The Zeugma Story
Extraordinary Roman mosaics such as this image of a girl or perhaps a goddess once decorated wealthy houses in Zeugma in southern Turkey.
It wasn’t good policy that saved ancient Zeugma. It was a good story. In 2000, the construction of the massive Birecik Dam on the Euphrates River, less than a mile from the site, began to flood the entire area in southern Turkey. Immediately, a ticking time-bomb narrative of the waters, which were rising an average of four inches per day for six months, brought Zeugma and its plight global fame. The water, which soon would engulf the archaeological remains, also brought increasing urgency to salvage efforts and emergency excavations that had already been taking place at the site, located about 500 miles from Istanbul, for almost a year. The media attention Zeugma received attracted generous aid from both private and government sources. Of particular concern was the removal of Zeugma’s mosaics, some of the most extraordinary examples to survive from the ancient world. Soon the world’s top restorers arrived from Italy to rescue them from the floodwaters. The focus on Zeugma also brought great numbers of international tourists—and even more money—a trend that continues today with the opening in September 2011 of the ultramodern $30 million Zeugma Mosaic Museum in the nearby city of Gaziantep.
But Zeugma’s story begins millennia before the dam was constructed. In the third century B.C., Seleucus I Nicator (“the Victor”), one of Alexander the Great’s commanders, established a settlement he called Seleucia, probably a katoikia, or military colony, on the western side of the river. On its eastern bank, he founded another town he called Apamea after his Persian-born wife. The two cities were physically connected by a pontoon bridge, but it is not known whether they were administered by separate municipal governments, and nothing of ancient Apamea, nor the bridge, survives. In 64 B.C., the Romans conquered Seleucia, renaming the town Zeugma, which means “bridge” or “crossing” in ancient Greek. After the collapse of the Seleucid Empire, the Romans added Zeugma to the lands of Antiochus I Theos of Commagene as a reward for his support of General Pompey during the conquest.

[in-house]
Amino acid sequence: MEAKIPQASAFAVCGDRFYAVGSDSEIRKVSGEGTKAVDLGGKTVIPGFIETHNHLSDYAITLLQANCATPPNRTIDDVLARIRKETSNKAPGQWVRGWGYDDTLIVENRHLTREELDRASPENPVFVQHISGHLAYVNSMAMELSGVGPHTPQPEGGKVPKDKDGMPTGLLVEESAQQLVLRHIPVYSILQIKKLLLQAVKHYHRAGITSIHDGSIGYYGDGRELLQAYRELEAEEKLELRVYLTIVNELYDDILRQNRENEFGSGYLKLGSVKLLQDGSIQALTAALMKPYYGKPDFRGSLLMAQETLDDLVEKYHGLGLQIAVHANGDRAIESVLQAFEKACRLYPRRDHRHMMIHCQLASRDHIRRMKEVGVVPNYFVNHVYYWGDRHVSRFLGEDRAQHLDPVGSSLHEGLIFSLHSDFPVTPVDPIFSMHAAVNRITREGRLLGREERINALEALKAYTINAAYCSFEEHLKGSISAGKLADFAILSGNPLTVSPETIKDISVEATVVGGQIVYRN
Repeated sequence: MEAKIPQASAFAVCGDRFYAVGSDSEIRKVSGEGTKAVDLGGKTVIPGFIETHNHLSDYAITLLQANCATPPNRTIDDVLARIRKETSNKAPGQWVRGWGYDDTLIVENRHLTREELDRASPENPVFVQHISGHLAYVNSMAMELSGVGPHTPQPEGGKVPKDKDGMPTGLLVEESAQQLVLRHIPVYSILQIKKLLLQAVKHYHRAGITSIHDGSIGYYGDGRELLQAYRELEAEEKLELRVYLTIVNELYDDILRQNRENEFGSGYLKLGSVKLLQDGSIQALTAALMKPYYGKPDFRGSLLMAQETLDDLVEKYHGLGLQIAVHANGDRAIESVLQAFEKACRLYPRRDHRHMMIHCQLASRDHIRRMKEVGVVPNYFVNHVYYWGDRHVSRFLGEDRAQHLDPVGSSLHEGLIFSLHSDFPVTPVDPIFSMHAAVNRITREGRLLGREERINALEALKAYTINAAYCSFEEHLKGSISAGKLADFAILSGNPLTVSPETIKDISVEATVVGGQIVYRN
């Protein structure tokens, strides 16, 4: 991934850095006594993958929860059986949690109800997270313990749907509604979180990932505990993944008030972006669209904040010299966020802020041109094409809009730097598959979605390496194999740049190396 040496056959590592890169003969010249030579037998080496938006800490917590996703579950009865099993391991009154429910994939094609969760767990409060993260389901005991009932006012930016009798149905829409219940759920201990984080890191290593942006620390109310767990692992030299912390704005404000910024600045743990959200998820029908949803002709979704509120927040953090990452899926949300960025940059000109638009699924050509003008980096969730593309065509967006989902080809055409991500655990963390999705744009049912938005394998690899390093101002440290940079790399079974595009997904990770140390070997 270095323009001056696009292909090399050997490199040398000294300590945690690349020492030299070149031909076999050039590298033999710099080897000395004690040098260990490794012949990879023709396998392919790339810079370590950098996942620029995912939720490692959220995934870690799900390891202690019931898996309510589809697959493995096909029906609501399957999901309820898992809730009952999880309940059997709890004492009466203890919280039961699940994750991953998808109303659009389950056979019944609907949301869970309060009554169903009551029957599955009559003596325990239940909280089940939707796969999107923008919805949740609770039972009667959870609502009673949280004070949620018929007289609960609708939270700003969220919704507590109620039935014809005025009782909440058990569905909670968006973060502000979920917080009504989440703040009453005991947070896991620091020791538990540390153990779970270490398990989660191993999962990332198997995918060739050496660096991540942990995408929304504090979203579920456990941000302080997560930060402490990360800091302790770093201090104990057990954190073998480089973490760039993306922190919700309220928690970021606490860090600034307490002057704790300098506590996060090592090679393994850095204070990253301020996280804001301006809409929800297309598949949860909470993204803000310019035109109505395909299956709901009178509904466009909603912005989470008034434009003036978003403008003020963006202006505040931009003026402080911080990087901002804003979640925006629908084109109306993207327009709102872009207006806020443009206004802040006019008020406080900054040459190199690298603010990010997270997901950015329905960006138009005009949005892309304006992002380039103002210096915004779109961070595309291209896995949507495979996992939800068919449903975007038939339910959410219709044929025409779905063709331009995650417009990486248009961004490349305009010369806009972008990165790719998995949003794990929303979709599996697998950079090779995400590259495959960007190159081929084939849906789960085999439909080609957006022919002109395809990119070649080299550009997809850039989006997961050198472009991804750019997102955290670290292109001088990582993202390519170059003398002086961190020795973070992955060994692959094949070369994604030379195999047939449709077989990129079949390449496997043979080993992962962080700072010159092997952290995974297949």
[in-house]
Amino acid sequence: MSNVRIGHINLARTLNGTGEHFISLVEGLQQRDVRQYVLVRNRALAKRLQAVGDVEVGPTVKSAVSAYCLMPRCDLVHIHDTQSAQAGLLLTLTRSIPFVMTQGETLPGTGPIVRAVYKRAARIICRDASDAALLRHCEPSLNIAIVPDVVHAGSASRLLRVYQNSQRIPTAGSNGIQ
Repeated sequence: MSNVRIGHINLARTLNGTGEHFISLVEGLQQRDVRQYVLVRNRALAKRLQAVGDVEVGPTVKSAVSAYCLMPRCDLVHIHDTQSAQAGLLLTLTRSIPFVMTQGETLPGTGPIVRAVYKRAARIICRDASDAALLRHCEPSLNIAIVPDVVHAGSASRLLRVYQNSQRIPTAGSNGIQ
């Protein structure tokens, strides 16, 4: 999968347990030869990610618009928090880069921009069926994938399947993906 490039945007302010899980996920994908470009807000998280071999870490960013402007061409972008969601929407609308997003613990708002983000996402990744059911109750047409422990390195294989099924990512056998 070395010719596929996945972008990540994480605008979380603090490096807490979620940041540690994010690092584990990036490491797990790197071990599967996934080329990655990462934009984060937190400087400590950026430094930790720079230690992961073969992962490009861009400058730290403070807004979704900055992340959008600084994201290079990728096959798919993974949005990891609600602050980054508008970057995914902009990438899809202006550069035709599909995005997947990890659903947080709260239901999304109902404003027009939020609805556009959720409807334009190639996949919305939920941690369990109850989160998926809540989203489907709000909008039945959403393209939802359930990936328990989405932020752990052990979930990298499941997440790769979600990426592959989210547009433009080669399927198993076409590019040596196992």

Throughout the imperial period, two Roman legions were based at Zeugma, increasing its strategic value and adding to its cosmopolitan culture. Due to the high volume of road traffic and its geographic position, Zeugma became a collection point for road tolls. Political and trade routes converged here and the city was the last stop in the Greco-Roman world before crossing over to the Persian Empire. For hundreds of years Zeugma prospered as a major commercial city as well as a military and religious center, eventually reaching its peak population of about 20,000–30,000 inhabitants. During the imperial period, Zeugma became the empire’s largest, and most strategically and economically important, eastern border city.
However, the good times in Zeugma declined along with the fortunes of the Roman Empire. After the Sassanids from Persia attacked the city in A.D. 253, its luxurious villas were reduced to ruins and used as shelters for animals. The city’s new inhabitants were mainly rural people who employed only simple building materials that did not survive. Zeugma’s grandeur and importance would remain forgotten for more than 1,700 years. By MATTHEW BRUNWASSER